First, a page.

Boy on a bicycle | Debra Weber, Courtesy of UCLA Chicano Studies Research Center La Raza AB s9

First Person: Composer Lisa Bielawa on 'Vireo'

Witches. Wisdom. Wonder. Vireo is an opera created for TV and online broadcast that considers the usage of "female hysteria" throughout the decades. The multi-episode production was composed by Lisa Bielawa on a libretto by Erik Ehn and directed by Charles Otte. "Vireo" is the winner of the 2015 ASCAP Foundation Deems Taylor/Virgil Thomson Multimedia Award.

Twenty years ago composer Lisa Bielawa was inspired by her studies of hysteria and worked with librettist Erik Ehn to create the work "Vireo." Artbound spoke with Bielawa to explore the stories behind the creation of "Vireo" and the historical context behind the episodic opera.

On the conceptual basis of "Vireo"

Vireo really had its birth in the Beinecke Rare Book Library at Yale. I was writing a senior essay that ended up being three times as long as it was supposed to be. It kind of took over my life. I initially thought that I was looking at collaborative male authorship on the subject of female protagonists. But what I found was much, much more than I had bargained for.

It's just unbelievable how many collaborative writings -- case histories, trial documents, evidence of communities of men throughout Western history -- who convened in order to create all kinds of discourse around the same subject matter, which was teenage girls, who were having some kind of transcendent experience.

What actual fields these men were from changed: Were they doctors? Were they priests? In some cases they were experimental artists, who were giving young girls absinthe in the back of a bar, and watching them create spontaneous, automatic poetry.

But the evidence of these young girls was in these collaborative documents that I found. These writings or trial documents that I found, in which there was at the center of it, a young teenage girl. But her own direct voice was missing. It was through the prismatic analysis of what she was saying and doing that you learned about the re-articulation of this phenomenon throughout Western history.

That senior essay is still filed there somewhere at Yale, but I came away from my experience at Yale with all of this research. I remember when Erik Ehn and I started working on this opera. It was before emails, of course. I used to send these thick packages to him. I couldn't believe I was working with someone who would read this stuff. I finally felt that I had found a way to engage with the stuff that I had found through this collaboration and through this project.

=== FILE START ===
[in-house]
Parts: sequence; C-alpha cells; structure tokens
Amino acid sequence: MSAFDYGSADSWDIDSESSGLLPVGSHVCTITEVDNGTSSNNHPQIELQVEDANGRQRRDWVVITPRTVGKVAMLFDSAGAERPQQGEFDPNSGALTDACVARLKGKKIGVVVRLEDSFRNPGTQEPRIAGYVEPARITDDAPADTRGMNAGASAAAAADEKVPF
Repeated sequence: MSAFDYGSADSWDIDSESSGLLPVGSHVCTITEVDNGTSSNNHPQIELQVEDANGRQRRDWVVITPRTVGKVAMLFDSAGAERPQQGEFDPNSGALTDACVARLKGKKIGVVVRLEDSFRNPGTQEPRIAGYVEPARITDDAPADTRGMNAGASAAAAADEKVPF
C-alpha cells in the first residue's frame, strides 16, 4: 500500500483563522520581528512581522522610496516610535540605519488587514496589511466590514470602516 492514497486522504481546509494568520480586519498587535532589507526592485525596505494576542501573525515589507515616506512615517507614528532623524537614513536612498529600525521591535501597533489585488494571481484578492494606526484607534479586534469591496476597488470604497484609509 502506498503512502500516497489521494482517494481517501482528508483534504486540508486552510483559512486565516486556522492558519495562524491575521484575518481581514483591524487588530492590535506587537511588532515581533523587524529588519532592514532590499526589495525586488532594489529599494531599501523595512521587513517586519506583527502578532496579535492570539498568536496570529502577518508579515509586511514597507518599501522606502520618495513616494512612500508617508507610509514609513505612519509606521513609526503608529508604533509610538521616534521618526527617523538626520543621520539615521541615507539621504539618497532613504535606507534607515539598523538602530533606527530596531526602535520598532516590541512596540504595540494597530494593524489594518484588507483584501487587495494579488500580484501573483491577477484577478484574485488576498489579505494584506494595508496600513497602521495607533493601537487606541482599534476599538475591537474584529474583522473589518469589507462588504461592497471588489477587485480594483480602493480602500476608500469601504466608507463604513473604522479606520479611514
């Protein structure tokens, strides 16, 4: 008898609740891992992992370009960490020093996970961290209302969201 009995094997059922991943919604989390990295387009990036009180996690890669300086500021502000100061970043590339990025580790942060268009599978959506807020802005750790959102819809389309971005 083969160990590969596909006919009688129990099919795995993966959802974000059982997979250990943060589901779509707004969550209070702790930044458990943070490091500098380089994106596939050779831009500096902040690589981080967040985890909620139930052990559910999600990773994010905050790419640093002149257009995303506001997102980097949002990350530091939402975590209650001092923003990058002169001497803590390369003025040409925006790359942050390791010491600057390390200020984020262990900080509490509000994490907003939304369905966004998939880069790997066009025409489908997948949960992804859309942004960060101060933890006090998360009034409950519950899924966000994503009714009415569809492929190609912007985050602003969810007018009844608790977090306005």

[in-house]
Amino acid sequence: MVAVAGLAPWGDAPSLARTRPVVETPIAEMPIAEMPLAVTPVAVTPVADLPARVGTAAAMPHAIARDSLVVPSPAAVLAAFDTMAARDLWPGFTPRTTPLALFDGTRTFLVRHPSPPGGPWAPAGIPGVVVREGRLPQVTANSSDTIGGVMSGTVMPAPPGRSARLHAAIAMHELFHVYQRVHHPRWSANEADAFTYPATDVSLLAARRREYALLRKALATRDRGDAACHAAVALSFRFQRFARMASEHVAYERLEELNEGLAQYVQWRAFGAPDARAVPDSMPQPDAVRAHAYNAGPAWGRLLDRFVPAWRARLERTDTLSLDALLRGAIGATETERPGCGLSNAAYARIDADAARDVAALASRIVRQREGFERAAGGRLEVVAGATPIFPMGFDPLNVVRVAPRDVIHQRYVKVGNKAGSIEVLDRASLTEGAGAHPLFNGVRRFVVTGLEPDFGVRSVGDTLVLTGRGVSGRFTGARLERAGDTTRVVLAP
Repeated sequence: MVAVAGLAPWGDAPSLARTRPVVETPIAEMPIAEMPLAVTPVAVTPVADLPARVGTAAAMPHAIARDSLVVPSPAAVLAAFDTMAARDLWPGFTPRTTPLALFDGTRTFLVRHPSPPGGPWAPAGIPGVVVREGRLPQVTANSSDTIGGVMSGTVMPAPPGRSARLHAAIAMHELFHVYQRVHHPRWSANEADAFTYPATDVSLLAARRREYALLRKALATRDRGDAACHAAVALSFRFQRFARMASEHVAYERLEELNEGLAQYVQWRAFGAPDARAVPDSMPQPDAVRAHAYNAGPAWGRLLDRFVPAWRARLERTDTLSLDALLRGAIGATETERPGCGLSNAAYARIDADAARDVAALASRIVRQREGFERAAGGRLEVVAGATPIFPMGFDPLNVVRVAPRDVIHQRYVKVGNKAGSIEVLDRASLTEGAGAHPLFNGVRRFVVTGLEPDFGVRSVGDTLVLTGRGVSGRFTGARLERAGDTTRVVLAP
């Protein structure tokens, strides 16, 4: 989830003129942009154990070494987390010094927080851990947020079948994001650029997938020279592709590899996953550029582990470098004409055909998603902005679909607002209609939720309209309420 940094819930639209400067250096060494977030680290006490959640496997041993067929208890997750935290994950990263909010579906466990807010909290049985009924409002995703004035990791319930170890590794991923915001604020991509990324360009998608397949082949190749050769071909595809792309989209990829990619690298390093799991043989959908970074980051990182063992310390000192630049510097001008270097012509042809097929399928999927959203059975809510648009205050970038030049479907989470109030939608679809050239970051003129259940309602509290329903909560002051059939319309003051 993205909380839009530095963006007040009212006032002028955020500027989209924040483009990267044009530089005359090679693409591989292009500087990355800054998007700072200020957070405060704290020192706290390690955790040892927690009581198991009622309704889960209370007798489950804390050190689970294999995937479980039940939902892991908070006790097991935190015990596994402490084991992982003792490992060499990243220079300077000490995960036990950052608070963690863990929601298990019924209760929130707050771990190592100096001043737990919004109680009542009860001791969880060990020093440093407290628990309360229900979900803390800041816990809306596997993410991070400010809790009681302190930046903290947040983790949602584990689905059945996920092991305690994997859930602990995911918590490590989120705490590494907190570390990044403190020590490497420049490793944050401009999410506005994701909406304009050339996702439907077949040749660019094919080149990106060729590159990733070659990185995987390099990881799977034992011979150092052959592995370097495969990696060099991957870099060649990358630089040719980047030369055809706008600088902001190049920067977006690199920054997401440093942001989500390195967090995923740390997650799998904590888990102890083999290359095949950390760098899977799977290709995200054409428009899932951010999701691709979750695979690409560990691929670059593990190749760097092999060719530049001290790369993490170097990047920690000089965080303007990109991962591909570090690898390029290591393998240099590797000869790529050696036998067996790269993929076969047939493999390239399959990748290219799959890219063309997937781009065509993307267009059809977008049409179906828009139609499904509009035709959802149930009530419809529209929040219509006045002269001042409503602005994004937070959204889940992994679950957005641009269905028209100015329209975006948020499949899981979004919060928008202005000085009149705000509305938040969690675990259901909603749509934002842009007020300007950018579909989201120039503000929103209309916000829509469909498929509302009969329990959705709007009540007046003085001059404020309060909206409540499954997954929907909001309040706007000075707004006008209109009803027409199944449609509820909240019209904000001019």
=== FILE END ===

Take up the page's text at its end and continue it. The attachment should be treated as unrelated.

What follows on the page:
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La Raza

In East Los Angeles during the late 1960s and 1970s, a group of young activists used creative tools like writing and photography as a means for community organizing, providing a platform for the Chicano Movement in the form of the bilingual newspaper/magazine La Raza. In the process, the young activists became artists themselves and articulated a visual language that shed light on the daily life, concerns and struggles of the Mexican-American experience in Southern California and provided a voice to the Chicano Rights Movement.

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No Trespassing: A Survey of Environmental Art

Throughout its history, the natural beauty of California has inspired artists from around the world from 19th-century plein air painting of pastoral valleys and coasts to early 20th-century photography of the wilderness (embodied famously in the work of Ansel Adams) and the birth of the light and space movement in the 1960s. Today, as artists continue to engage with California’s environment, they echo and critique earlier art practices that represent nature in “The Golden State” in a particular way. Featuring artists Richard Misrach and Hillary Mushkin.

Artist and Mother

This episode profiles four California artists who make motherhood a part of their art: Kenyatta A.C. Hinkle, Andrea Chung, Rebecca Campbell and Tanya Aguiñiga. There's a persisting assumption in contemporary art circles that you can't be a good artist and good mother both. But these artists are working to shatter this cliché, juggling demands of career and family and finding inspiring ways to explore the maternal in their art.

The Art of Basket Weaving

Native American basketry has long been viewed as a community craft, yet the artistic quality and value of these baskets are on par with other fine art. Now Native peoples across the country are revitalizing basketry traditions and the country looks to California as a leader in basket weaving revitalization.

That Far Corner: Frank Lloyd Wright In Los Angeles

During his time spent in Southern California in the late 1910s and early 1920s, Frank Lloyd Wright accelerated the search for an authentic L.A. architecture that was suitable to the city's culture and landscape. Writer/Director Christopher Hawthorne, architecture critic for the Los Angeles Times, explores the houses the legendary architect built in Los Angeles. The documentary also delves into the critic's provocative theory that these homes were also a means of artistic catharsis for Wright, who was recovering from a violent tragic episode in his life.